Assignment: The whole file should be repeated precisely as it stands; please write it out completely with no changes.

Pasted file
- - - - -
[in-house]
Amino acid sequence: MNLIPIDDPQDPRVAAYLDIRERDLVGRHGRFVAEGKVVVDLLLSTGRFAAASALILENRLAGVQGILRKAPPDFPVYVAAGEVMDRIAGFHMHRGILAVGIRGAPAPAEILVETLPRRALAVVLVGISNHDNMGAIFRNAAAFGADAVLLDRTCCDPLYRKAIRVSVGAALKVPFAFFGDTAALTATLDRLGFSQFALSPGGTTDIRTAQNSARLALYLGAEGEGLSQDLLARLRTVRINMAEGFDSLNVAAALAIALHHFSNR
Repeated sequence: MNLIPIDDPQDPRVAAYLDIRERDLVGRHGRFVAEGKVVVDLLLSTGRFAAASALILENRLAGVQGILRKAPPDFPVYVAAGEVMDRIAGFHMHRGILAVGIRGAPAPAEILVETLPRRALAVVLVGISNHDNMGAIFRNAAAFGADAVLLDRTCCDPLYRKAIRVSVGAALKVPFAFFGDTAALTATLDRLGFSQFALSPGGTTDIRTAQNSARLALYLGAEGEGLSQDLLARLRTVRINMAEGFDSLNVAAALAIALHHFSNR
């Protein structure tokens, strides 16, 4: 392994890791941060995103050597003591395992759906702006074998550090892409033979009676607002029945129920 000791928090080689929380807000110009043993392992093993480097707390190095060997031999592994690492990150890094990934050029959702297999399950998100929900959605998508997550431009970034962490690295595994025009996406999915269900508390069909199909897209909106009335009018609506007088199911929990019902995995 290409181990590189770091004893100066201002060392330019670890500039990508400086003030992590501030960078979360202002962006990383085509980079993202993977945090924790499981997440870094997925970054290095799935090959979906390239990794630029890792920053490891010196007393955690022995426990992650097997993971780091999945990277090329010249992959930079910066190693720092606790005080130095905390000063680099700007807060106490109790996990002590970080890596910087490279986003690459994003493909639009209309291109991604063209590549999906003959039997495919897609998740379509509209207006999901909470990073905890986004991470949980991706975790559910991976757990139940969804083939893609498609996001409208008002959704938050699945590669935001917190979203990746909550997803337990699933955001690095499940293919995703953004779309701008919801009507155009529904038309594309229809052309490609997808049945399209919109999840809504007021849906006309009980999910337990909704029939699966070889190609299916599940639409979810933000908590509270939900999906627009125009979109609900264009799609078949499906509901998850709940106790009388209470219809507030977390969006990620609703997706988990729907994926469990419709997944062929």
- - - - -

[in-house]
Amino acid sequence: MNLIPIDDPQDPRVAAYLDIRERDLVGRHGRFVAEGKVVVDLLLSTGRFAAASALILENRLAGVQGILRKAPPDFPVYVAAGEVMDRIAGFHMHRGILAVGIRGAPAPAEILVETLPRRALAVVLVGISNHDNMGAIFRNAAAFGADAVLLDRTCCDPLYRKAIRVSVGAALKVPFAFFGDTAALTATLDRLGFSQFALSPGGTTDIRTAQNSARLALYLGAEGEGLSQDLLARLRTVRINMAEGFDSLNVAAALAIALHHFSNR
Repeated sequence: MNLIPIDDPQDPRVAAYLDIRERDLVGRHGRFVAEGKVVVDLLLSTGRFAAASALILENRLAGVQGILRKAPPDFPVYVAAGEVMDRIAGFHMHRGILAVGIRGAPAPAEILVETLPRRALAVVLVGISNHDNMGAIFRNAAAFGADAVLLDRTCCDPLYRKAIRVSVGAALKVPFAFFGDTAALTATLDRLGFSQFALSPGGTTDIRTAQNSARLALYLGAEGEGLSQDLLARLRTVRINMAEGFDSLNVAAALAIALHHFSNR
């Protein structure tokens, strides 16, 4: 392994890791941060995103050597003591395992759906702006074998550090892409033979009676607002029945129920 000791928090080689929380807000110009043993392992093993480097707390190095060997031999592994690492990150890094990934050029959702297999399950998100929900959605998508997550431009970034962490690295595994025009996406999915269900508390069909199909897209909106009335009018609506007088199911929990019902995995 290409181990590189770091004893100066201002060392330019670890500039990508400086003030992590501030960078979360202002962006990383085509980079993202993977945090924790499981997440870094997925970054290095799935090959979906390239990794630029890792920053490891010196007393955690022995426990992650097997993971780091999945990277090329010249992959930079910066190693720092606790005080130095905390000063680099700007807060106490109790996990002590970080890596910087490279986003690459994003493909639009209309291109991604063209590549999906003959039997495919897609998740379509509209207006999901909470990073905890986004991470949980991706975790559910991976757990139940969804083939893609498609996001409208008002959704938050699945590669935001917190979203990746909550997803337990699933955001690095499940293919995703953004779309701008919801009507155009529904038309594309229809052309490609997808049945399209919109999840809504007021849906006309009980999910337990909704029939699966070889190609299916599940639409979810933000908590509270939900999906627009125009979109609900264009799609078949499906509901998850709940106790009388209470219809507030977390969006990620609703997706988990729907994926469990419709997944062929």